Cramped classrooms. Bad roofs. Moody heaters.
Rusted pipes, worn-out air conditioners, and rain water running through walls.
If you’ve been inside either Powers or Harris elementary schools lately, you know what problems Amherst students live with every weekday.
Fixing everything to the state’s expectations would cost more than $21 million. Issue 21 on the Nov. 8 ballot asks voters to skip costly repairs and build a new school for prekindergarten through third grade on South Lake Street.
The project would cost an estimated $32 million but the Ohio School Construction Commission would pick up $14.2 million of that tab (about 45 percent of the price tag).
The Issue 21 campaign has said passage won’t raise taxes, which is partly true. Amherst voters agreed years ago to fund construction of Amherst Junior High School via a 1.91-mill bond issue, which is set to expire in 2029. If voters agree, the tax will remain on the books another 12 years through 2041.
That means you’ll continue paying the same $5.57 per month for every $100,000 worth of property you own. You’ll just pay it longer.
So on a $150,000 home you’d pay another $1,204 over the extra dozen years ($8.36 per month), or on a $200,000 home you’d pay another $1,604 during that extended period ($11.14 per month). Keep in mind your rate depends on your property’s valuation.
For its part, the Amherst board of education has already refinanced its debt from AJHS construction to lower its month-to-month costs.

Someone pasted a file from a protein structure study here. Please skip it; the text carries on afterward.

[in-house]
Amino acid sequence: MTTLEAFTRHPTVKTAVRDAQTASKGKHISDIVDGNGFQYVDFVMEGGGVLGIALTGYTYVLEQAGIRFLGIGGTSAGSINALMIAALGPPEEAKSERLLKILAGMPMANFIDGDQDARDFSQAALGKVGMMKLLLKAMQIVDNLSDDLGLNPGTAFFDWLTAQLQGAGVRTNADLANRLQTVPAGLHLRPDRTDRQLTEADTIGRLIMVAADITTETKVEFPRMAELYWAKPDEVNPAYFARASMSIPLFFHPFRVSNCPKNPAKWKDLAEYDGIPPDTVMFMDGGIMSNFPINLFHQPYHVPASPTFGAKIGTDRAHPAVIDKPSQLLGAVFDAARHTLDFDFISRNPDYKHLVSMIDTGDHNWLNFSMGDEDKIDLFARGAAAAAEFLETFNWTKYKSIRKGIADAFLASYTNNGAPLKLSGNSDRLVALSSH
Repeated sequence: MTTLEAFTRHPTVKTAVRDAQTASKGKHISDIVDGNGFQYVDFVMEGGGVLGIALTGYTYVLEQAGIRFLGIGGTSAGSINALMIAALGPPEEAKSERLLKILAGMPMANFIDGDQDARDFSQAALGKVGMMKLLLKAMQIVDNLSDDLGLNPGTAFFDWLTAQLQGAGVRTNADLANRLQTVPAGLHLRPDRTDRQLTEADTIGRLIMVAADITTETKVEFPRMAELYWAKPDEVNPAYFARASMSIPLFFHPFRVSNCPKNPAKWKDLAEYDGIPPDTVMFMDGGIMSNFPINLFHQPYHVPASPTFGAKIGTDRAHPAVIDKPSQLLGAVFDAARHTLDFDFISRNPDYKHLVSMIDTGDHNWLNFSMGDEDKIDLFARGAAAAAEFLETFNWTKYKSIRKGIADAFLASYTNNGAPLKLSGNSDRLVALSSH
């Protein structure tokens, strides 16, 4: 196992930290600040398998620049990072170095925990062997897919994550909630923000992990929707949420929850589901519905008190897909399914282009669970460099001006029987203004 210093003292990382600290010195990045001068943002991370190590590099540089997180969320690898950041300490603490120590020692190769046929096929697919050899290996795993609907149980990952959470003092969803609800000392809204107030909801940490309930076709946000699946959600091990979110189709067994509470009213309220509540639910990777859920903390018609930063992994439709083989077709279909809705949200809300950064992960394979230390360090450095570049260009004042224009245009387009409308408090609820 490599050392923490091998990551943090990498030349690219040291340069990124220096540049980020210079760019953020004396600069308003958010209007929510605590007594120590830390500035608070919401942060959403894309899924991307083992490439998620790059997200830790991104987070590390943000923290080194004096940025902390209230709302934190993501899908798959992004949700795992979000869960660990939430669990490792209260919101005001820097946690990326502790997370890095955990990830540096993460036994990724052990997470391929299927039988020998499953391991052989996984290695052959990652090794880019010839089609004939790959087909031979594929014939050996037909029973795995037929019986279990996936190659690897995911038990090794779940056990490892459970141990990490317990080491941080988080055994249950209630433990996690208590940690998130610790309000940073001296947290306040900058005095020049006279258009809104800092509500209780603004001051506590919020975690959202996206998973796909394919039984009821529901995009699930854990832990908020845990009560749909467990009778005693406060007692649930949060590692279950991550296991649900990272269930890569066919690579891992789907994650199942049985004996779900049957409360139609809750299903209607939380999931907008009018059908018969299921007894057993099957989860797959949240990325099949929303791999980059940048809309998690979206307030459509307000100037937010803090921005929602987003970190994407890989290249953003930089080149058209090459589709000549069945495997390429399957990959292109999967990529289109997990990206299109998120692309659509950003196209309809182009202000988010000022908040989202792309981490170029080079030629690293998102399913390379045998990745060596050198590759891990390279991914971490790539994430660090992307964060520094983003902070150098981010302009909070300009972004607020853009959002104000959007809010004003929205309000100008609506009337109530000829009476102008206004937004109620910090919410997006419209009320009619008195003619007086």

Between refinancing and extending the bond issue, local residents would get a brand new school without the huge tax hikes that usually accompany construction. In fact, the district contends that building a new school will actually stave off future requests for more money by helping them cut costs now.
While enrollment has been steadily shrinking for more than a decade, the Amherst Schools’ expenses have been growing. Educators say they can save $500,000 per year with a new building through heat, power, and water efficiency as well as sharing teachers — plus, it’s always cheaper to run one cafeteria instead of two.
A new school has been needed a long time, according to Amherst superintendent Steven Sayers. Amherst had looked at building six years ago but couldn’t afford it because the district was already in a desperate situation with its operating cash flow.
Now that the district has stabilized its financial picture, it can afford to pursue a new elementary school, he said.
The plan is to demolish the Harris, Powers, and Shupe Schools and close the board of education office on Forest Street.
New construction would go where Harris stands today on South Lake Street and the project would include upgrades to heating and cooling systems at Nord Middle and Steele High schools.
Jason Hawk can be reached at 440-988-2801 or @EditorHawk on Twitter.